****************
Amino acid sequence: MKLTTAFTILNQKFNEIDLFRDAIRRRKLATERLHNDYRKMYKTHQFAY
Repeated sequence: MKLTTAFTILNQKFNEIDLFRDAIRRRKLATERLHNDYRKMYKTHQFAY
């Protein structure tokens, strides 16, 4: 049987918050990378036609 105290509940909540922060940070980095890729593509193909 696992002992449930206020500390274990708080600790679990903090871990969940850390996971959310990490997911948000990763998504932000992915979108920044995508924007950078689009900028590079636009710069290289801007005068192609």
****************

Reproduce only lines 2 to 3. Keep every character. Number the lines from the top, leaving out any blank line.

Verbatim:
Repeated sequence: MKLTTAFTILNQKFNEIDLFRDAIRRRKLATERLHNDYRKMYKTHQFAY
């Protein structure tokens, strides 16, 4: 049987918050990378036609 105290509940909540922060940070980095890729593509193909 696992002992449930206020500390274990708080600790679990903090871990969940850390996971959310990490997911948000990763998504932000992915979108920044995508924007950078689009900028590079636009710069290289801007005068192609």